Last month, Plane & Pilot eNews published a story about the successful forced water landing of a Beechcraft Bonanza off the Pacific Coast in central California. The emergency landing came after the plane’s engine failed outside of gliding distance off shore. The pilot of the Beechcraft, David Lesh, executed a perfect ditching, which was captured on video by an occupant of the camera plane above. After the Bonanza came to rest, Lesh and his female passenger successfully escaped the sinking plane, leaving the pair treading water while awaiting rescue as the camera plane continued to orbit above them.
Forty-five minutes later, a Coast Guard helicopter, which luckily had been doing practice runs over the bay, picked up the pair and flew them back to dry land. It was, however, a long, cold 45 minutes in the Pacific for Lesh and his passenger, both of whom reportedly sustained numerous jellyfish stings and suffered from hypothermia by then.
It was a great story, right? And by all rights, Lesh should have been lauded as a hero for his textbook ditching job. And he likely would have, had it not been for what else transpired.
Lesh, you see, a good-looking 30-something blonde guy with oodles of Instagram followers, videoed everything, starting, remarkably, when he and his companion were treading water awaiting rescue. For many viewers, myself included, it was a surreal sight, to see the pilot who had just crash-landed his plane in the cold Pacific, and whose fate was still far from certain, streaming the entire event. And providing color commentary, too, freely sharing his thoughts about the probable causes of the loss of engine power (contaminated fuel was his first guess). Even after he was rescued, as he sat waiting in the helicopter for his passenger to be lifted up, he continued the video feed.
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Online, Lesh got a chilly reception. Viewers were put off, I think, not by the crash itself but from the way Lesh documented it and his seemingly casual attitude about it. It just didn’t seem as though he understood the gravity of the situation.
The misapprehension likely had more to do with the cultural gap that aviation and the larger world are experiencing today, one in which the young pilots coming up through the ranks see life through a whole different way than their parents. In many ways, experience seems validated only by the (often-playful) documenting of that experience. Without a Snapchat post, could a tree really claim to have fallen in the forest?
The effect is widespread, including among young people who lead remarkably conventional aviation lives. It’s especially true with young professional pilots, especially women, who carefully curate their online content lest the audience find their antics at best frivolous or even hazardous, though there’s no evidence the latter is an issue with selfies aloft.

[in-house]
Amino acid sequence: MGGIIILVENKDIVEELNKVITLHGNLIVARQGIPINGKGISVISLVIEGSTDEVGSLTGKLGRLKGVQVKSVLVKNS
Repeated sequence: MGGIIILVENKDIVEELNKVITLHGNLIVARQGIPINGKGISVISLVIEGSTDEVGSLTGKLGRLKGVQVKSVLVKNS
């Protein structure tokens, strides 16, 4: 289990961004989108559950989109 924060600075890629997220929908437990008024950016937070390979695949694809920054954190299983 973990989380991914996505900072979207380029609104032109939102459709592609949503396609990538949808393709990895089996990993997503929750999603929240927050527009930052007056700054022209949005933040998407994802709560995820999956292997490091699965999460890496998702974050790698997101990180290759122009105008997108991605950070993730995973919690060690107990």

One recent example I ran across was an inflight cockpit selfie of two young women aviators, a newly minted Instrument-rated pilot and her friend, a CFI, flying along with big smiles on their faces. Oh, and they had bear noses and bear ears, too. The added features were superimposed, of course, by the magic of digital filters. It was silly and fun—at least it was for them. I smiled, too.
But the pilots didn’t post the pic publicly. Instead, they prevented the sharing of it, just posting it on a members-only forum where the audience ate it up. It’s no mystery why young pilots like this are being so careful. They don’t want the photos to be used against them by potential employers. I’ll add that one such pilot pointed out that such employers would have no one to hire if they held such innocent posts against applicants.
These are two very different examples, of course. You might be fine with furry flying fun but not with the livestreaming a water rescue. Regardless, both are examples of younger pilots being increasingly creatures of the internet, which more and more means social media.
I would argue that this social media-centered existence has already affected the aviation world in one positive way. Young people (and more than a few not-so-young ones, too) have a huge built-in support network of like-minded fellow pilots. These online friends might not know each other personally, but they care about each other nonetheless, offering kind words after a bad stage check, encouragement when eights on pylons seem unconquerable, and tips on getting along with a difficult CFI. These examples are real interactions I’ve witnessed, and, yes, participated in, online. I wish I had that kind of support when I was learning to fly. Who wouldn’t want that?
There’s one other thing, too, that I shouldn’t need to add but will. These young pilots aren’t silly or careless in their attitude toward flying. They are, in fact, remarkably bright, well-read and knowledgeable about flying. Even more, they’re always seeking to learn more about what they’re doing. If they don’t know, they do something remarkable: They ask. And more often than not, they get great answers to their questions.
If that’s the kind of future generation of aviators you get in return for some of us having to endure a few extra selfies aloft, I’ll take that deal...with or without bear ears.